Calculus Cheat Sheet (Derivatives)

Feynman’s technique is the greatest integration method of all time
Feynman’s technique is the greatest integration method of all time

Calculus Cheat Sheet (Derivatives)

Definition and Notation

If y = f(x) and f(x) is smooth and continuous (differentiable) at x then:

  • m = f ′(a) is the slope of the line tangent to f(a) if f(x) is differentiable at a.
  • The equation of the line tangent to f(x) at a is given by:
  • f ′(a) is the instantaneous rate of change of f(x) at a.

Leibniz’s notation: The most prolifically used notation in mathematics for the derivative is the Leibniz notation. The numerator and denominator are sometimes individually referred to as infinitesimals. Their ratio, i.e. dy/dx is often referred to as the differential. The notation as follows:

simply means the infinitesimal change in y given an infinitesimal change in x or the infinitesimal change in the value of f(x) given an infinitesimal change in x. Second and third derivatives are written thus:

Lagrange’s notation: Another commonly used notation is the Lagrange notation. This notation uses the prime mark to indicate the derivative of a function. So if f is a function of x then:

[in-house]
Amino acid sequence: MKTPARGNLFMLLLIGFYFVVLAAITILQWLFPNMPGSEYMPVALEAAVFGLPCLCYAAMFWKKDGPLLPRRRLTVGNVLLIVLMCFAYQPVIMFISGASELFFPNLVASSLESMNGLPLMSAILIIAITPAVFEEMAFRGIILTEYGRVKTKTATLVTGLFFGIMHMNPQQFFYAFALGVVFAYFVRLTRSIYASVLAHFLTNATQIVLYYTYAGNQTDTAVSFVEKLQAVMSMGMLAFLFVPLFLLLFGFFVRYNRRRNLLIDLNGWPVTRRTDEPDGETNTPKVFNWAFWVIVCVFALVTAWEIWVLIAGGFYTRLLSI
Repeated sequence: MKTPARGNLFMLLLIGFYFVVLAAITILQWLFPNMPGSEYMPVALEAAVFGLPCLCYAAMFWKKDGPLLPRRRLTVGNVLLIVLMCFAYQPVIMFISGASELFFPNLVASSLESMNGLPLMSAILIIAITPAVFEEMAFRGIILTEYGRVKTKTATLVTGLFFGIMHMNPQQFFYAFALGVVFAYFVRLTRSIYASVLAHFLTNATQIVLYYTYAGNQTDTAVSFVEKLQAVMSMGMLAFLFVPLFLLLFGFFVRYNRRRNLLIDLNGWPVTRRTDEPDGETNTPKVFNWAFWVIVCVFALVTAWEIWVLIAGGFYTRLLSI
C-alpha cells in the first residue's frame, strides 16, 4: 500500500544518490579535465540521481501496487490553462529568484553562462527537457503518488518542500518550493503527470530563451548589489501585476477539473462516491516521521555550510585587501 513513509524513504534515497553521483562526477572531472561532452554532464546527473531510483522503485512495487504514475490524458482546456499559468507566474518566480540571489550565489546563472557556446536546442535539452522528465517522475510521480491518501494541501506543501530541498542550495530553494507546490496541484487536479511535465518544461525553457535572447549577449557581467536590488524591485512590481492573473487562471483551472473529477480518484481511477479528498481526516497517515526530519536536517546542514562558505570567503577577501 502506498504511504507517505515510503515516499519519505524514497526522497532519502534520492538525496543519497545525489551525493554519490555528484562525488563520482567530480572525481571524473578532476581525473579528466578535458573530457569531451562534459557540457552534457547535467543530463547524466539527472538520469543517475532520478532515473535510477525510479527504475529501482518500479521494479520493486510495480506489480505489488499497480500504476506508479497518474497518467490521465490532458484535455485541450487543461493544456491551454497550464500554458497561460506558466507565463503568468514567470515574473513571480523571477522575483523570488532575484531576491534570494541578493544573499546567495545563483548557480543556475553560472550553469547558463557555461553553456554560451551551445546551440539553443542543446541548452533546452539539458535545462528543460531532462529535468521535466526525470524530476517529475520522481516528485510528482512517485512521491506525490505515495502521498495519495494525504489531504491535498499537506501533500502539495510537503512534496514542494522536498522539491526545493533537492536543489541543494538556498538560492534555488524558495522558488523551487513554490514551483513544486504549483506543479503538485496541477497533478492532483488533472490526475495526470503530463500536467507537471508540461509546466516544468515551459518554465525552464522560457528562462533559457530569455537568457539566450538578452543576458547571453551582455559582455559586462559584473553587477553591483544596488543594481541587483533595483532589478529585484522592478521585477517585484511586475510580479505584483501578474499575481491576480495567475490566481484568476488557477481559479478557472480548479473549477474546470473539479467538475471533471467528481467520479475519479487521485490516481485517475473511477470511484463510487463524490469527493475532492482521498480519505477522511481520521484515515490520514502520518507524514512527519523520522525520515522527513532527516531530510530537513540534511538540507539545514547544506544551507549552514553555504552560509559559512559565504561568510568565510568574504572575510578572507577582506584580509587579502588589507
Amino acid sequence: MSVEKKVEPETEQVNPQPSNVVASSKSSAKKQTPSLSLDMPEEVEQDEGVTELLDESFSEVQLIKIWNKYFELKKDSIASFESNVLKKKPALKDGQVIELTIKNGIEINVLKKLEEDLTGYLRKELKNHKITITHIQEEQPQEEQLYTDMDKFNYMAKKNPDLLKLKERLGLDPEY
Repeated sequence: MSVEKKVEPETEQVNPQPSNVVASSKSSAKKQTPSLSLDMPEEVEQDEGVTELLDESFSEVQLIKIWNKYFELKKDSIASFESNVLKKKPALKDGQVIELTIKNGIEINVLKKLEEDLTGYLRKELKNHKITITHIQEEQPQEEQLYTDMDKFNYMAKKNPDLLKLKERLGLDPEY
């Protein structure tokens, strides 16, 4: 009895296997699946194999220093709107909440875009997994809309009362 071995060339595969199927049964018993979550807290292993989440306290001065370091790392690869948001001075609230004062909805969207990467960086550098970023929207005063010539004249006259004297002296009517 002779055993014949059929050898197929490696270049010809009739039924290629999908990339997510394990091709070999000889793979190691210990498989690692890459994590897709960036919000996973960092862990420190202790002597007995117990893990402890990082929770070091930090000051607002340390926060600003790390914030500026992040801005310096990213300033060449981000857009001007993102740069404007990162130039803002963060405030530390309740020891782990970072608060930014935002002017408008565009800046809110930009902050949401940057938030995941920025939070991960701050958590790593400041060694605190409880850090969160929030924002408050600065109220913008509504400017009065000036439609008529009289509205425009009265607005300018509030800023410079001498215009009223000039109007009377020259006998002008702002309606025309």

Newton’s notation: Newton’s notation is most often used in physics where the independent variable is time. In Newton’s notation where x is a function of t first, second, and third derivatives are written as:

Euler’s notation: Euler’s notation uses a capital DD to indicate the derivative of a function. So in Euler’s notation:

The following are equivalent notations for the derivative function where y = f(x):

If x = f(t) we include Newton’s notation so we have:

Properties of the derivative and methods for finding the derivative function

  1. Multiplication by a scalar (a consequence of linearity)

where a is some constant and u = u(x) is some function of x.

2. The sum rule (the other consequence of linearity)

where u = u(x), v = v(x), and w = w(x) are all functions of x.

3. The power rule

where u = u(x) is some function of x and n is any real valued number. Note that du/dx is an example of the chain rule. It’s…

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